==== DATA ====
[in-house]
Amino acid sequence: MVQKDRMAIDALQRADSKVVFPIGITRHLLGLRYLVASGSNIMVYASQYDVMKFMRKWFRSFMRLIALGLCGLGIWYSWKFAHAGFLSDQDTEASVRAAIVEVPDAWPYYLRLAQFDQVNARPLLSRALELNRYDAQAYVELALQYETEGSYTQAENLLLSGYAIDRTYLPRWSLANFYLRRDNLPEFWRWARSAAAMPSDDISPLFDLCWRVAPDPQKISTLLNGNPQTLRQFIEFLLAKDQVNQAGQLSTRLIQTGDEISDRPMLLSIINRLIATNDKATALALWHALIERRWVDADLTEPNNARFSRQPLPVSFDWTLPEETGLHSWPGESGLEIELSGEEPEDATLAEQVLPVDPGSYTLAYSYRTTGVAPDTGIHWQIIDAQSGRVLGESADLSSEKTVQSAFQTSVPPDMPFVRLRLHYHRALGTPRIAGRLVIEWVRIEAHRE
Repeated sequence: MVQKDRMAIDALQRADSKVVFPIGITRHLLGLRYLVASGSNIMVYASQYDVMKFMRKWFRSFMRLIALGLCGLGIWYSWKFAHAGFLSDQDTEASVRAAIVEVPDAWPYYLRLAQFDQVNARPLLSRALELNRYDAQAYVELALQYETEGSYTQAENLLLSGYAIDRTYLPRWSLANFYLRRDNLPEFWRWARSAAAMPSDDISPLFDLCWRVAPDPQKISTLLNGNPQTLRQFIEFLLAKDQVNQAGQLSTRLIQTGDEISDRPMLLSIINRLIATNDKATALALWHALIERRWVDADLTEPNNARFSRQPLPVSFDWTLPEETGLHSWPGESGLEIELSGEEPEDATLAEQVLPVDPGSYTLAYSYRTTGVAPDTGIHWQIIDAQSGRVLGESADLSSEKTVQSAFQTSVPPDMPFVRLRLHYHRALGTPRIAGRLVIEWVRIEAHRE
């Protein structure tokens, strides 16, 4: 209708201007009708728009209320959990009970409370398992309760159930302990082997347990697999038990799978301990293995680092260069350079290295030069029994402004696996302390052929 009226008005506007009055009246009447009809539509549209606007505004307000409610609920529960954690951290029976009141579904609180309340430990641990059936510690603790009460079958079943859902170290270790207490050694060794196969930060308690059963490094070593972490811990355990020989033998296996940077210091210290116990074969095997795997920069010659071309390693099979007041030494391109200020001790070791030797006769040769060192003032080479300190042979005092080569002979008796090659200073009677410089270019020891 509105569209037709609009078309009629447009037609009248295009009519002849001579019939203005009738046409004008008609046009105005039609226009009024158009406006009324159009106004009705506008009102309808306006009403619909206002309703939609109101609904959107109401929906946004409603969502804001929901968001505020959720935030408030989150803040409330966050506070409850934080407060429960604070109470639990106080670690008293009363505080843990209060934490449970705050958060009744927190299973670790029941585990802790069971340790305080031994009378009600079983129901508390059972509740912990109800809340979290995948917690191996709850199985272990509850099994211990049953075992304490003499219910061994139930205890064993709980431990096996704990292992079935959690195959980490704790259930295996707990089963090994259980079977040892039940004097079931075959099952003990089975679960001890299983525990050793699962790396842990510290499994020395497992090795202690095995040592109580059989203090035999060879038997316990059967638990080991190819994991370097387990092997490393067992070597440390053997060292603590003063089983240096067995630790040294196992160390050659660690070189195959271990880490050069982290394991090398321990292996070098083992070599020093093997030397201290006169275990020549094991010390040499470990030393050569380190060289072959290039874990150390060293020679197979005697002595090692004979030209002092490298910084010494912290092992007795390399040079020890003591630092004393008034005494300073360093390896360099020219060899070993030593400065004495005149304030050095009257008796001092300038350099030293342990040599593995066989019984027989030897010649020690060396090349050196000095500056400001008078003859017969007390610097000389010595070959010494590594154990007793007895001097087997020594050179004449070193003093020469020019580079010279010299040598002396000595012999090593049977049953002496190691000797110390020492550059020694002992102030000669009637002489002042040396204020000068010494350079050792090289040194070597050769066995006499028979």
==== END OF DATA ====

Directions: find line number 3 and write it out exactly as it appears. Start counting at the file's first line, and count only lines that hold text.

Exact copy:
Repeated sequence: MVQKDRMAIDALQRADSKVVFPIGITRHLLGLRYLVASGSNIMVYASQYDVMKFMRKWFRSFMRLIALGLCGLGIWYSWKFAHAGFLSDQDTEASVRAAIVEVPDAWPYYLRLAQFDQVNARPLLSRALELNRYDAQAYVELALQYETEGSYTQAENLLLSGYAIDRTYLPRWSLANFYLRRDNLPEFWRWARSAAAMPSDDISPLFDLCWRVAPDPQKISTLLNGNPQTLRQFIEFLLAKDQVNQAGQLSTRLIQTGDEISDRPMLLSIINRLIATNDKATALALWHALIERRWVDADLTEPNNARFSRQPLPVSFDWTLPEETGLHSWPGESGLEIELSGEEPEDATLAEQVLPVDPGSYTLAYSYRTTGVAPDTGIHWQIIDAQSGRVLGESADLSSEKTVQSAFQTSVPPDMPFVRLRLHYHRALGTPRIAGRLVIEWVRIEAHRE